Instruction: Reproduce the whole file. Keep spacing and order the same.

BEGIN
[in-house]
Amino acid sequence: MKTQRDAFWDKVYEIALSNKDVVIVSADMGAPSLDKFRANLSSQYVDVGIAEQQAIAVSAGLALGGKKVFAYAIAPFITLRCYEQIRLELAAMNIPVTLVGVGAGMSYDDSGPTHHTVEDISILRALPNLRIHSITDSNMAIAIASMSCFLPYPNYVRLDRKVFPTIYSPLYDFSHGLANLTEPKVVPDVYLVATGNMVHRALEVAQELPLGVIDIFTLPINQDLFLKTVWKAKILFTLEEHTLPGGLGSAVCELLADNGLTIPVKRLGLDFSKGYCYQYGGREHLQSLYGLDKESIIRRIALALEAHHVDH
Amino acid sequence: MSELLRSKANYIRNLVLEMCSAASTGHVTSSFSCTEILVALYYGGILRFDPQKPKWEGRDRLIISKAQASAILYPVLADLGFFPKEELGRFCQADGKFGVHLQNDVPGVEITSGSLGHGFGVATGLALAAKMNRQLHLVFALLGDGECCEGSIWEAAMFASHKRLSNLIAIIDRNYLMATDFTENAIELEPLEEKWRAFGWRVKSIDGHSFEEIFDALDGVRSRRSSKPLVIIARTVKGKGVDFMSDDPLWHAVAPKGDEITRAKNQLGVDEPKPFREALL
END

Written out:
[in-house]
Amino acid sequence: MKTQRDAFWDKVYEIALSNKDVVIVSADMGAPSLDKFRANLSSQYVDVGIAEQQAIAVSAGLALGGKKVFAYAIAPFITLRCYEQIRLELAAMNIPVTLVGVGAGMSYDDSGPTHHTVEDISILRALPNLRIHSITDSNMAIAIASMSCFLPYPNYVRLDRKVFPTIYSPLYDFSHGLANLTEPKVVPDVYLVATGNMVHRALEVAQELPLGVIDIFTLPINQDLFLKTVWKAKILFTLEEHTLPGGLGSAVCELLADNGLTIPVKRLGLDFSKGYCYQYGGREHLQSLYGLDKESIIRRIALALEAHHVDH
Amino acid sequence: MSELLRSKANYIRNLVLEMCSAASTGHVTSSFSCTEILVALYYGGILRFDPQKPKWEGRDRLIISKAQASAILYPVLADLGFFPKEELGRFCQADGKFGVHLQNDVPGVEITSGSLGHGFGVATGLALAAKMNRQLHLVFALLGDGECCEGSIWEAAMFASHKRLSNLIAIIDRNYLMATDFTENAIELEPLEEKWRAFGWRVKSIDGHSFEEIFDALDGVRSRRSSKPLVIIARTVKGKGVDFMSDDPLWHAVAPKGDEITRAKNQLGVDEPKPFREALL